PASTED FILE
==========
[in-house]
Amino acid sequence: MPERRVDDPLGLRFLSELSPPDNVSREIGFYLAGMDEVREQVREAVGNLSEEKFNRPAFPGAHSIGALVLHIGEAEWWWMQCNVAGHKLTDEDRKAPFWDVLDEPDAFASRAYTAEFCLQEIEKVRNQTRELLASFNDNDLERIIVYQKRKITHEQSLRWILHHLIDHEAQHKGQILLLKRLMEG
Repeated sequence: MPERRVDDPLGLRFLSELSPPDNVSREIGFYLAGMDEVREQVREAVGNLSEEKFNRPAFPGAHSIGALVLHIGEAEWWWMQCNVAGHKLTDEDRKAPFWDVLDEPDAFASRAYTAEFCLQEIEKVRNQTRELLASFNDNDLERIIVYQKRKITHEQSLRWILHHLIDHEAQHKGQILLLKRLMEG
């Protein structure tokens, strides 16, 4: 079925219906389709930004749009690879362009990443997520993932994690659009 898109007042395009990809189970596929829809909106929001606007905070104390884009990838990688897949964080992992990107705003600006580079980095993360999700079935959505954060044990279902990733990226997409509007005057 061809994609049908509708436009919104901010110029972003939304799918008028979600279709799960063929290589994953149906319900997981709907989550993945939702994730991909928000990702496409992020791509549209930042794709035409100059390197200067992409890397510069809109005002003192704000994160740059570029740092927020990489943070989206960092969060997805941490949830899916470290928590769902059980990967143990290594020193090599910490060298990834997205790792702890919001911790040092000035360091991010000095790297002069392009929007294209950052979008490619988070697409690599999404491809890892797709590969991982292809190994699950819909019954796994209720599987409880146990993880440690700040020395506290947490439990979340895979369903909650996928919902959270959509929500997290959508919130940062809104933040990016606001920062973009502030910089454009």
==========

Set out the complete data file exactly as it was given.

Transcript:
[in-house]
Amino acid sequence: MPERRVDDPLGLRFLSELSPPDNVSREIGFYLAGMDEVREQVREAVGNLSEEKFNRPAFPGAHSIGALVLHIGEAEWWWMQCNVAGHKLTDEDRKAPFWDVLDEPDAFASRAYTAEFCLQEIEKVRNQTRELLASFNDNDLERIIVYQKRKITHEQSLRWILHHLIDHEAQHKGQILLLKRLMEG
Repeated sequence: MPERRVDDPLGLRFLSELSPPDNVSREIGFYLAGMDEVREQVREAVGNLSEEKFNRPAFPGAHSIGALVLHIGEAEWWWMQCNVAGHKLTDEDRKAPFWDVLDEPDAFASRAYTAEFCLQEIEKVRNQTRELLASFNDNDLERIIVYQKRKITHEQSLRWILHHLIDHEAQHKGQILLLKRLMEG
């Protein structure tokens, strides 16, 4: 079925219906389709930004749009690879362009990443997520993932994690659009 898109007042395009990809189970596929829809909106929001606007905070104390884009990838990688897949964080992992990107705003600006580079980095993360999700079935959505954060044990279902990733990226997409509007005057 061809994609049908509708436009919104901010110029972003939304799918008028979600279709799960063929290589994953149906319900997981709907989550993945939702994730991909928000990702496409992020791509549209930042794709035409100059390197200067992409890397510069809109005002003192704000994160740059570029740092927020990489943070989206960092969060997805941490949830899916470290928590769902059980990967143990290594020193090599910490060298990834997205790792702890919001911790040092000035360091991010000095790297002069392009929007294209950052979008490619988070697409690599999404491809890892797709590969991982292809190994699950819909019954796994209720599987409880146990993880440690700040020395506290947490439990979340895979369903909650996928919902959270959509929500997290959508919130940062809104933040990016606001920062973009502030910089454009």